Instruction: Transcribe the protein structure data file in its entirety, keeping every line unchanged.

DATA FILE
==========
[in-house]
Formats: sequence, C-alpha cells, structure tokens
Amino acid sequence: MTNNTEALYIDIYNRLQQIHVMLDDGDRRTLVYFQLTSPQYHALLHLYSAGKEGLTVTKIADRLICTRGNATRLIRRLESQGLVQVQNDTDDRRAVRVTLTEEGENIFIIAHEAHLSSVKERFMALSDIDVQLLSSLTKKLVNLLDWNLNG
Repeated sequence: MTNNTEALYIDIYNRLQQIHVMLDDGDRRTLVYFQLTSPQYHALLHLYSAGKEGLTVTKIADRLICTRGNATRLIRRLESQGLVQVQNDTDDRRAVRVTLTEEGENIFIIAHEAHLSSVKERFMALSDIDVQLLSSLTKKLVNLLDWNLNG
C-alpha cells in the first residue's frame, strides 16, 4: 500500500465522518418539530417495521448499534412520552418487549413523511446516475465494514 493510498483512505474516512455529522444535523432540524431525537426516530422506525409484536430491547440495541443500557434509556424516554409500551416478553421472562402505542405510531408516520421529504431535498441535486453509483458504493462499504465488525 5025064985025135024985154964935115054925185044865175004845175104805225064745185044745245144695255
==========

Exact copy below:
[in-house]
Formats: sequence, C-alpha cells, structure tokens
Amino acid sequence: MTNNTEALYIDIYNRLQQIHVMLDDGDRRTLVYFQLTSPQYHALLHLYSAGKEGLTVTKIADRLICTRGNATRLIRRLESQGLVQVQNDTDDRRAVRVTLTEEGENIFIIAHEAHLSSVKERFMALSDIDVQLLSSLTKKLVNLLDWNLNG
Repeated sequence: MTNNTEALYIDIYNRLQQIHVMLDDGDRRTLVYFQLTSPQYHALLHLYSAGKEGLTVTKIADRLICTRGNATRLIRRLESQGLVQVQNDTDDRRAVRVTLTEEGENIFIIAHEAHLSSVKERFMALSDIDVQLLSSLTKKLVNLLDWNLNG
C-alpha cells in the first residue's frame, strides 16, 4: 500500500465522518418539530417495521448499534412520552418487549413523511446516475465494514 493510498483512505474516512455529522444535523432540524431525537426516530422506525409484536430491547440495541443500557434509556424516554409500551416478553421472562402505542405510531408516520421529504431535498441535486453509483458504493462499504465488525 5025064985025135024985154964935115054925185044865175004845175104805225064745185044745245144695255